Main Topics Of MLB Bargaining Talks Could Lead Into Bigger Issues Down The Road
MLB and MLBPA officials soon "will sit down together and begin talks" on a new CBA, and the "principal issues -- revenue sharing, cost containment in the draft -- are a prelude to bigger ones down the road, specifically: Schedule inequities, the seemingly hopeless stadium situations in Tampa Bay and Oakland, the fate of the designated hitter and Bud Selig's longtime musing, geographic re-alignment," according to Bill Madden of the N.Y. DAILY NEWS. While "none of those latter issues is on the labor agenda, people all over baseball are talking about them." Orioles manager Buck Showalter said that he "stays up nights configuring Realignment scenarios that would solve a lot of baseball's problems." Showalter was not specific about contraction, but Madden wrote there is a "growing sentiment for it throughout baseball, especially in regard to the Rays and A's." At least three baseball execs "targeted those two teams as the most logical ones for extinction." One said, "It's pretty clear that neither of those teams can continue to operate in those facilities." Another exec said, "How much longer can you expect all the other teams to subsidize two teams, in futile situations, with revenue sharing to keep them afloat?" A source indicated that Rays Owner Stuart Sternberg and A's Owner Lew Wolff have told MLB Commissioner Bud Selig that they are "not prepared to continue operating under the present circumstances." Madden noted MLB "can unilaterally contract teams but must collectively bargain the effects of contraction with the union -- specifically the loss of those 50 jobs and what becomes of those players" (N.Y. DAILY NEWS, 2/27).
NO MAJOR OBSTACLES: On Long Island, Erik Boland reported MLBPA Exec Dir Michael Weiner "doesn't see any major obstacles in the way" of a new CBA, but he has been with the union "for more than 20 years, so he knows things can change quickly." Weiner: "I'm optimistic that the lines of communication are open. ... We don't take anything for granted." Boland noted the MLB CBA is "up at the end of December and talks, though nothing substantial, have begun." Weiner "believes those discussions will begin 'in earnest' once the season starts." Everything from "baseball's drug-testing policy to the international draft to banning smokeless chewing tobacco will be on the table." Weiner said of the talks, "I don't think it's going to be status quo, but it doesn't appear that anybody's looking to reinvent the wheel" (NEWSDAY, 2/27). In Newark, Marc Carig noted the MLB smokeless tobacco ban being pushed by U.S. Sen. Frank Lautenberg (D-N.J.) "will be discussed during talks to shape a collective bargaining agreement to replace the one that expires in December." But Weiner Saturday said a move toward a ban is "difficult for a lot of reasons." Weiner: "The health risks are clear, the concern that use by kids is clear. But it's also a legal substance. We're talking about adults, we're not talking about cigarette smoke where there's a secondary health risk" (Newark STAR-LEDGER, 2/27).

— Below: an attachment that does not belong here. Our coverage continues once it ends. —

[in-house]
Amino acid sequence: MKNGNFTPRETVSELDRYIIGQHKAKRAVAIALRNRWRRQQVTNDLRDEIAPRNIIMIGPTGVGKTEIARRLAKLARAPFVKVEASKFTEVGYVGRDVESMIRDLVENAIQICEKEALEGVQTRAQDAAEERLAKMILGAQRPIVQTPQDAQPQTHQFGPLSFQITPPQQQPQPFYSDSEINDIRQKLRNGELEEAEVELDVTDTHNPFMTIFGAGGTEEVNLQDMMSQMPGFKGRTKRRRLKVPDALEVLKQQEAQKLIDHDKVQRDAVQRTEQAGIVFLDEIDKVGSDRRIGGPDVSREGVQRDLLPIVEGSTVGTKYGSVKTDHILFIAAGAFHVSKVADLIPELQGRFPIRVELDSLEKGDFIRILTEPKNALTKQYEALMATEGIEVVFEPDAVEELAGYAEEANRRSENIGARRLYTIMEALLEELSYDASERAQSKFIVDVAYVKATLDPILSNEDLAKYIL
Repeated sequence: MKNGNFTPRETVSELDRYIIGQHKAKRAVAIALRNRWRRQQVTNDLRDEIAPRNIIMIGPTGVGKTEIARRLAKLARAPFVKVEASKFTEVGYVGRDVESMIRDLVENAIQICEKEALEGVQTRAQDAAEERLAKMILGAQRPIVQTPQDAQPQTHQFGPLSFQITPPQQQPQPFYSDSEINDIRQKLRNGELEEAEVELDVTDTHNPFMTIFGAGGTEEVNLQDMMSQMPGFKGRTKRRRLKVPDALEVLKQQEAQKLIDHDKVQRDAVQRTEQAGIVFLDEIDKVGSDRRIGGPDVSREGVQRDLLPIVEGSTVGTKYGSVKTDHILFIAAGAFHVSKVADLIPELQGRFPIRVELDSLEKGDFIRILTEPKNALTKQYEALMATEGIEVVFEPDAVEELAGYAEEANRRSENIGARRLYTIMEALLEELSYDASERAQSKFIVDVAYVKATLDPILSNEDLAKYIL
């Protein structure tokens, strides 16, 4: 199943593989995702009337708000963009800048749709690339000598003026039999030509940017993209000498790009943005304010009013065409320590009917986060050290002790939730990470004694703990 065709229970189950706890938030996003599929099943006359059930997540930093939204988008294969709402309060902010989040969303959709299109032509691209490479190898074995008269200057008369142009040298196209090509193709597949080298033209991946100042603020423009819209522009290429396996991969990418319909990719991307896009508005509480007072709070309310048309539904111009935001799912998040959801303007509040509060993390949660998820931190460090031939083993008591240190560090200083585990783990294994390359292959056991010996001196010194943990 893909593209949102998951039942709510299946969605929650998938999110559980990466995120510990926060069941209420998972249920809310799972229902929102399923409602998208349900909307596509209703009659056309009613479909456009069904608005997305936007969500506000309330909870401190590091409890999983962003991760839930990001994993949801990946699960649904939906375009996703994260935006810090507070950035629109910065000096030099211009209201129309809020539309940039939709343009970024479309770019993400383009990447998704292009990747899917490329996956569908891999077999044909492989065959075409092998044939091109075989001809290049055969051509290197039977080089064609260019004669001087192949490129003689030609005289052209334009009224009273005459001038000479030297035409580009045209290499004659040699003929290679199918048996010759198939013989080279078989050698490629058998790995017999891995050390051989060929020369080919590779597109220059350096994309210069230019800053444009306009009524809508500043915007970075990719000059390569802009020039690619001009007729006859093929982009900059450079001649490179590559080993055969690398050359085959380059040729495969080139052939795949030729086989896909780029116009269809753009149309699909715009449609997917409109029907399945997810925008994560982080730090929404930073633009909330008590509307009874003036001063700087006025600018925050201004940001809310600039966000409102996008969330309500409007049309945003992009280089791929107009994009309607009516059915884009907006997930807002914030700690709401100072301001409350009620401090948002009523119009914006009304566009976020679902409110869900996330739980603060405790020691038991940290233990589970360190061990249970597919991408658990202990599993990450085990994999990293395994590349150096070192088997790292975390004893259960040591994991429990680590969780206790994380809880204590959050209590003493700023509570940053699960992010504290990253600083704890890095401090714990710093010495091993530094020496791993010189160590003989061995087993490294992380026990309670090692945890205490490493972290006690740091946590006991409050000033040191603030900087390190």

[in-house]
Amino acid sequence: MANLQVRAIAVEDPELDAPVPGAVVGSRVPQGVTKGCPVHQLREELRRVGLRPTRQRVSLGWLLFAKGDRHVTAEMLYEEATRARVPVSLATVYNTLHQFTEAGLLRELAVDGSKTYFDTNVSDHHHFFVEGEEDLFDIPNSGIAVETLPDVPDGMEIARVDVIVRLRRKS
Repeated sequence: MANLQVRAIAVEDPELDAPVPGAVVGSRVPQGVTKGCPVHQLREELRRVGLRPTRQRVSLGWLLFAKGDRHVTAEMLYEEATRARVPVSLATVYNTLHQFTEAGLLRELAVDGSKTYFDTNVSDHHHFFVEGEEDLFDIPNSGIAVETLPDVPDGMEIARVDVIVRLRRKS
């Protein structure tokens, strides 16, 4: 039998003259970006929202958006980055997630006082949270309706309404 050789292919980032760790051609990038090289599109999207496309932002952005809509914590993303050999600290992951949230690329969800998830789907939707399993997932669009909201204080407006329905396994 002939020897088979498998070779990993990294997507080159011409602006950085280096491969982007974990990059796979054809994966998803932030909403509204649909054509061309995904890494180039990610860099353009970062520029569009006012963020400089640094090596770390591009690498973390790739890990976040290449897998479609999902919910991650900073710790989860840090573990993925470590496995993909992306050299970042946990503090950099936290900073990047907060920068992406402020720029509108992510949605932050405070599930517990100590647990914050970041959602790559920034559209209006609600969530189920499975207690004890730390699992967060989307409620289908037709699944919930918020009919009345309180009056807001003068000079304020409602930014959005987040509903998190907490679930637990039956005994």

AIRING THEIR DIRTY LAUNDRY: In Chicago, Phil Rogers wrote for "one of the few times in the last decade," MLB team officials recently "went public with wildly varying takes on the economic times -- showing a distinct absence of lockstep as negotiations on a new collective bargaining agreement begin." White Sox Senior VP & GM Ken Williams and Yankees co-Chair & General Partner Hank Steinbrenner "dropped the kind of verbal bombs that were common in baseball's bad, old days of labor relations." Williams said that MLB "needs to do more to help smaller markets, calling for a salary cap to even the playing field." He added that "rising salaries, climbing ticket prices and the need to help low-revenue teams are such serious problems that baseball has reached critical mass." Meanwhile, Steinbrenner made a "thinly veiled reference to the elimination of weak franchises." The comments "suggest a massive divide between the Yankees and most of the other 29 teams entering the last season" of the current CBA, and the "economic tension between the Yankees and their competition suggests Selig will have to work to keep the union from reverting to the divide-and-conquer playbook left over from" former MLBPA Exec Dirs Marvin Miller and Donald Fehr (CHICAGO TRIBUNE, 2/27). In Boston, Nick Cafardo noted Yankees and Red Sox officials last week both "mentioned revenue sharing," and "on this topic, the two stand united." Steinbrenner called the $130M the Yankees contributed to revenue sharing "socialism." Red Sox President & CEO Larry Lucchino noted his team contributed about $86M to revenue sharing. Cafardo wrote it "has to frost the big-market owners when the Royals get revenue-sharing money yet are owned by" David Glass, "one of the richest men in America." Yet "nobody wants a salary cap." The MLBPA "would never allow a salary cap, anyway," so the "solution may be what Steinbrenner suggests: If you can't run your business well enough, you shouldn't have a business" (BOSTON GLOBE, 2/27).